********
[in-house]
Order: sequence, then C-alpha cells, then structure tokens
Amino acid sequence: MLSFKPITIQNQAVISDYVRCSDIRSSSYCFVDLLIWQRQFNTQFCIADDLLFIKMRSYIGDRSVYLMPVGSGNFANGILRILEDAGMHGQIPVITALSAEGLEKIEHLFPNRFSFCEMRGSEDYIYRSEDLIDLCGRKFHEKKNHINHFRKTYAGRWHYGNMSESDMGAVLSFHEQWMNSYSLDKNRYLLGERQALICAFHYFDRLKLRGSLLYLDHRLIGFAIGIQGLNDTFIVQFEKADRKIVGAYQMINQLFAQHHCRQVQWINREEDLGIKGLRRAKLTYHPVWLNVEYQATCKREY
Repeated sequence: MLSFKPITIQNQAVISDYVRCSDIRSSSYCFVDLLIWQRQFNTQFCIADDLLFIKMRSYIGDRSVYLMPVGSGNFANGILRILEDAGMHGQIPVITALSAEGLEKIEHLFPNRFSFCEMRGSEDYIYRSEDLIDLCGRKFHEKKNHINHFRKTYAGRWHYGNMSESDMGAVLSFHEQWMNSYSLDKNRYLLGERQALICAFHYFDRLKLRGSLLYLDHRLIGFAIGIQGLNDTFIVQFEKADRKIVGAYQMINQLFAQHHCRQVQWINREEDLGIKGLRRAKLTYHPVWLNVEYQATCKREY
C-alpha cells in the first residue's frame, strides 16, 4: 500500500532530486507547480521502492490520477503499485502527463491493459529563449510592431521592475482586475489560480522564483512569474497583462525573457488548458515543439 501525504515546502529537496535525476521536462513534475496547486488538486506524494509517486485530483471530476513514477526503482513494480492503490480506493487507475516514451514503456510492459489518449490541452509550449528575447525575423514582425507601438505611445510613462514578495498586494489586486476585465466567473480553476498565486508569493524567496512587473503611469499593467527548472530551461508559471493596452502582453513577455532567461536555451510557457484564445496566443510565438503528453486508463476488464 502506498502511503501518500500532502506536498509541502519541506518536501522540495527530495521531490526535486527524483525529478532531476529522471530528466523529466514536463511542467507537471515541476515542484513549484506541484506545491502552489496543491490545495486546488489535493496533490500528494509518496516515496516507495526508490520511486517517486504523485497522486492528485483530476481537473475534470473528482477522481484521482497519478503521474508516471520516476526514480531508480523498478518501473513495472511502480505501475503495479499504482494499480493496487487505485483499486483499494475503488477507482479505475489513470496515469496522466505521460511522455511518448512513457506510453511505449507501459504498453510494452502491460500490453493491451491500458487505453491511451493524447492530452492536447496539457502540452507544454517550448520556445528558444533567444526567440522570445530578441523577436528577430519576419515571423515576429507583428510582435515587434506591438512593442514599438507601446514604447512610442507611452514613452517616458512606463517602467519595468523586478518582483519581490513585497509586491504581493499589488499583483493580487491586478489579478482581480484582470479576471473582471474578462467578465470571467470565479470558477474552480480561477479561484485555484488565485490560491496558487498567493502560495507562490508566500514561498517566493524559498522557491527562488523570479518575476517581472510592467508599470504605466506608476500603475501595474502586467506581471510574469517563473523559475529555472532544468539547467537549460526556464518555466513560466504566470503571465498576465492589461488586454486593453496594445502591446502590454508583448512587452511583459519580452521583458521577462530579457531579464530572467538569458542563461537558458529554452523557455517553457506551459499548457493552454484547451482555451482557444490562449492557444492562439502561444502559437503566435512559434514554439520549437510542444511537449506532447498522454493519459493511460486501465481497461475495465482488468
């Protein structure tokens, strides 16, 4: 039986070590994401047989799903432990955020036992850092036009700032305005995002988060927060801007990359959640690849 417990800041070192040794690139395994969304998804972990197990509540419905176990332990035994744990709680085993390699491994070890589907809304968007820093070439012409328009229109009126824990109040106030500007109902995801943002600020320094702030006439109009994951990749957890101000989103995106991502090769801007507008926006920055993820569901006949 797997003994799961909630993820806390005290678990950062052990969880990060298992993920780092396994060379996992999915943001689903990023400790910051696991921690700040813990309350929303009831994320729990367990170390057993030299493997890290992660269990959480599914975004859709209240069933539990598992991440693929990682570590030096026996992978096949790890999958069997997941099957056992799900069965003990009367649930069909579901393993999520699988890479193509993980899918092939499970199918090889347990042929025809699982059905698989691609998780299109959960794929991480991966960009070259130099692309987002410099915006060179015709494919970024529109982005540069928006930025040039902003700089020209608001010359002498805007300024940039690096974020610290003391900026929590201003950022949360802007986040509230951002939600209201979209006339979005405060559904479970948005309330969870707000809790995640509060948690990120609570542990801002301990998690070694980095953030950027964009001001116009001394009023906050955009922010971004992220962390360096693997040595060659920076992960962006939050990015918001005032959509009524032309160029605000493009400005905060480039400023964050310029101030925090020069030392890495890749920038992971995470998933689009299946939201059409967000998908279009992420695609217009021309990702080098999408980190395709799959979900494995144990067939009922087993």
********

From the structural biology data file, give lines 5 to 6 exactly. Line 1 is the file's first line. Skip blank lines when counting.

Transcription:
C-alpha cells in the first residue's frame, strides 16, 4: 500500500532530486507547480521502492490520477503499485502527463491493459529563449510592431521592475482586475489560480522564483512569474497583462525573457488548458515543439 501525504515546502529537496535525476521536462513534475496547486488538486506524494509517486485530483471530476513514477526503482513494480492503490480506493487507475516514451514503456510492459489518449490541452509550449528575447525575423514582425507601438505611445510613462514578495498586494489586486476585465466567473480553476498565486508569493524567496512587473503611469499593467527548472530551461508559471493596452502582453513577455532567461536555451510557457484564445496566443510565438503528453486508463476488464 502506498502511503501518500500532502506536498509541502519541506518536501522540495527530495521531490526535486527524483525529478532531476529522471530528466523529466514536463511542467507537471515541476515542484513549484506541484506545491502552489496543491490545495486546488489535493496533490500528494509518496516515496516507495526508490520511486517517486504523485497522486492528485483530476481537473475534470473528482477522481484521482497519478503521474508516471520516476526514480531508480523498478518501473513495472511502480505501475503495479499504482494499480493496487487505485483499486483499494475503488477507482479505475489513470496515469496522466505521460511522455511518448512513457506510453511505449507501459504498453510494452502491460500490453493491451491500458487505453491511451493524447492530452492536447496539457502540452507544454517550448520556445528558444533567444526567440522570445530578441523577436528577430519576419515571423515576429507583428510582435515587434506591438512593442514599438507601446514604447512610442507611452514613452517616458512606463517602467519595468523586478518582483519581490513585497509586491504581493499589488499583483493580487491586478489579478482581480484582470479576471473582471474578462467578465470571467470565479470558477474552480480561477479561484485555484488565485490560491496558487498567493502560495507562490508566500514561498517566493524559498522557491527562488523570479518575476517581472510592467508599470504605466506608476500603475501595474502586467506581471510574469517563473523559475529555472532544468539547467537549460526556464518555466513560466504566470503571465498576465492589461488586454486593453496594445502591446502590454508583448512587452511583459519580452521583458521577462530579457531579464530572467538569458542563461537558458529554452523557455517553457506551459499548457493552454484547451482555451482557444490562449492557444492562439502561444502559437503566435512559434514554439520549437510542444511537449506532447498522454493519459493511460486501465481497461475495465482488468
């Protein structure tokens, strides 16, 4: 039986070590994401047989799903432990955020036992850092036009700032305005995002988060927060801007990359959640690849 417990800041070192040794690139395994969304998804972990197990509540419905176990332990035994744990709680085993390699491994070890589907809304968007820093070439012409328009229109009126824990109040106030500007109902995801943002600020320094702030006439109009994951990749957890101000989103995106991502090769801007507008926006920055993820569901006949 797997003994799961909630993820806390005290678990950062052990969880990060298992993920780092396994060379996992999915943001689903990023400790910051696991921690700040813990309350929303009831994320729990367990170390057993030299493997890290992660269990959480599914975004859709209240069933539990598992991440693929990682570590030096026996992978096949790890999958069997997941099957056992799900069965003990009367649930069909579901393993999520699988890479193509993980899918092939499970199918090889347990042929025809699982059905698989691609998780299109959960794929991480991966960009070259130099692309987002410099915006060179015709494919970024529109982005540069928006930025040039902003700089020209608001010359002498805007300024940039690096974020610290003391900026929590201003950022949360802007986040509230951002939600209201979209006339979005405060559904479970948005309330969870707000809790995640509060948690990120609570542990801002301990998690070694980095953030950027964009001001116009001394009023906050955009922010971004992220962390360096693997040595060659920076992960962006939050990015918001005032959509009524032309160029605000493009400005905060480039400023964050310029101030925090020069030392890495890749920038992971995470998933689009299946939201059409967000998908279009992420695609217009021309990702080098999408980190395709799959979900494995144990067939009922087993």